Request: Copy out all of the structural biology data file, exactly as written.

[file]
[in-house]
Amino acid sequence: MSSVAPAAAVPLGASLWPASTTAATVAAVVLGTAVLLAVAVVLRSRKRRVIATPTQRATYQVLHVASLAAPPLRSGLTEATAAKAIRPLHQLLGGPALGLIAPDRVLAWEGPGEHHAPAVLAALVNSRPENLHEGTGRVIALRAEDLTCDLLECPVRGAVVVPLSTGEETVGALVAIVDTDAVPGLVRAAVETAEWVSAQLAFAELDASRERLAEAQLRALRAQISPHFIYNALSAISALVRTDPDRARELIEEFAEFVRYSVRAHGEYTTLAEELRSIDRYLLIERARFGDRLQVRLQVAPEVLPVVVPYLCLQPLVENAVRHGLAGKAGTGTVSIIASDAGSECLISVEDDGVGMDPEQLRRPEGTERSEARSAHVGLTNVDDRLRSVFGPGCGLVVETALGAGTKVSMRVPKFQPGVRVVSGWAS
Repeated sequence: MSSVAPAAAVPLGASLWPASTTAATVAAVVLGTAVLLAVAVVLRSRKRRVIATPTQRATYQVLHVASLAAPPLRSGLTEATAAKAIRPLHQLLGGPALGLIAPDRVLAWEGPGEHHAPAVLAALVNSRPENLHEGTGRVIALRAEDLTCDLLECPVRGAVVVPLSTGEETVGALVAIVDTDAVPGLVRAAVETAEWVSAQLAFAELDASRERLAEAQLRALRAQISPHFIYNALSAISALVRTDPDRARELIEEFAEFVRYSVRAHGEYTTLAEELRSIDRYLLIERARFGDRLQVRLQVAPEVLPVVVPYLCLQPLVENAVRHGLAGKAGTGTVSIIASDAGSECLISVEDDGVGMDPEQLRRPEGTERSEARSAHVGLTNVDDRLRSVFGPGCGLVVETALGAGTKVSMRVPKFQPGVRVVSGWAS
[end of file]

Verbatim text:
[in-house]
Amino acid sequence: MSSVAPAAAVPLGASLWPASTTAATVAAVVLGTAVLLAVAVVLRSRKRRVIATPTQRATYQVLHVASLAAPPLRSGLTEATAAKAIRPLHQLLGGPALGLIAPDRVLAWEGPGEHHAPAVLAALVNSRPENLHEGTGRVIALRAEDLTCDLLECPVRGAVVVPLSTGEETVGALVAIVDTDAVPGLVRAAVETAEWVSAQLAFAELDASRERLAEAQLRALRAQISPHFIYNALSAISALVRTDPDRARELIEEFAEFVRYSVRAHGEYTTLAEELRSIDRYLLIERARFGDRLQVRLQVAPEVLPVVVPYLCLQPLVENAVRHGLAGKAGTGTVSIIASDAGSECLISVEDDGVGMDPEQLRRPEGTERSEARSAHVGLTNVDDRLRSVFGPGCGLVVETALGAGTKVSMRVPKFQPGVRVVSGWAS
Repeated sequence: MSSVAPAAAVPLGASLWPASTTAATVAAVVLGTAVLLAVAVVLRSRKRRVIATPTQRATYQVLHVASLAAPPLRSGLTEATAAKAIRPLHQLLGGPALGLIAPDRVLAWEGPGEHHAPAVLAALVNSRPENLHEGTGRVIALRAEDLTCDLLECPVRGAVVVPLSTGEETVGALVAIVDTDAVPGLVRAAVETAEWVSAQLAFAELDASRERLAEAQLRALRAQISPHFIYNALSAISALVRTDPDRARELIEEFAEFVRYSVRAHGEYTTLAEELRSIDRYLLIERARFGDRLQVRLQVAPEVLPVVVPYLCLQPLVENAVRHGLAGKAGTGTVSIIASDAGSECLISVEDDGVGMDPEQLRRPEGTERSEARSAHVGLTNVDDRLRSVFGPGCGLVVETALGAGTKVSMRVPKFQPGVRVVSGWAS